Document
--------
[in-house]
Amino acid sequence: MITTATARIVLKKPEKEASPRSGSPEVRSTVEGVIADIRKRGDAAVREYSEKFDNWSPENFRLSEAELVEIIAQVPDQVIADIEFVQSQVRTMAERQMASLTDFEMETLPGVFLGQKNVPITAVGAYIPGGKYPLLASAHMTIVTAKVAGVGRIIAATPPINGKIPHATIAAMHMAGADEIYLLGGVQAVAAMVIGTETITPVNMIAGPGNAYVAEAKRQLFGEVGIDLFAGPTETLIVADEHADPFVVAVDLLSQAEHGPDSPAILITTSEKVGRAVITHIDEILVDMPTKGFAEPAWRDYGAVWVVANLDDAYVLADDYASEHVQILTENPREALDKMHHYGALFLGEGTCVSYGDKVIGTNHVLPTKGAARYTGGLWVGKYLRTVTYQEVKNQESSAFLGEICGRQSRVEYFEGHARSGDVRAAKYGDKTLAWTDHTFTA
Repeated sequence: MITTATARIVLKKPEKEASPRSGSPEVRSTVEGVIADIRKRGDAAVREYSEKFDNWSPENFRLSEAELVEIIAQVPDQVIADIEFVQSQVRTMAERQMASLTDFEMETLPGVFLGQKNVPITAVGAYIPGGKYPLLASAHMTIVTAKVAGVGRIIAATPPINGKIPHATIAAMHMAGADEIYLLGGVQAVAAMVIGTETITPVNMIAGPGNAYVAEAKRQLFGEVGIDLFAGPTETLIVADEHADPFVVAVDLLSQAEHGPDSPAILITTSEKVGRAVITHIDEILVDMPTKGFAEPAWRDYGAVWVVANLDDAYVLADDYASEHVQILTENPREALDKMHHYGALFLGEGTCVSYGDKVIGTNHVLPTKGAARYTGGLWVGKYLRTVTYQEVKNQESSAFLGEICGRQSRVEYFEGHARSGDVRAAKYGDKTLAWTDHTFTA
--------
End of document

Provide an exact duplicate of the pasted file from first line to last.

[in-house]
Amino acid sequence: MITTATARIVLKKPEKEASPRSGSPEVRSTVEGVIADIRKRGDAAVREYSEKFDNWSPENFRLSEAELVEIIAQVPDQVIADIEFVQSQVRTMAERQMASLTDFEMETLPGVFLGQKNVPITAVGAYIPGGKYPLLASAHMTIVTAKVAGVGRIIAATPPINGKIPHATIAAMHMAGADEIYLLGGVQAVAAMVIGTETITPVNMIAGPGNAYVAEAKRQLFGEVGIDLFAGPTETLIVADEHADPFVVAVDLLSQAEHGPDSPAILITTSEKVGRAVITHIDEILVDMPTKGFAEPAWRDYGAVWVVANLDDAYVLADDYASEHVQILTENPREALDKMHHYGALFLGEGTCVSYGDKVIGTNHVLPTKGAARYTGGLWVGKYLRTVTYQEVKNQESSAFLGEICGRQSRVEYFEGHARSGDVRAAKYGDKTLAWTDHTFTA
Repeated sequence: MITTATARIVLKKPEKEASPRSGSPEVRSTVEGVIADIRKRGDAAVREYSEKFDNWSPENFRLSEAELVEIIAQVPDQVIADIEFVQSQVRTMAERQMASLTDFEMETLPGVFLGQKNVPITAVGAYIPGGKYPLLASAHMTIVTAKVAGVGRIIAATPPINGKIPHATIAAMHMAGADEIYLLGGVQAVAAMVIGTETITPVNMIAGPGNAYVAEAKRQLFGEVGIDLFAGPTETLIVADEHADPFVVAVDLLSQAEHGPDSPAILITTSEKVGRAVITHIDEILVDMPTKGFAEPAWRDYGAVWVVANLDDAYVLADDYASEHVQILTENPREALDKMHHYGALFLGEGTCVSYGDKVIGTNHVLPTKGAARYTGGLWVGKYLRTVTYQEVKNQESSAFLGEICGRQSRVEYFEGHARSGDVRAAKYGDKTLAWTDHTFTA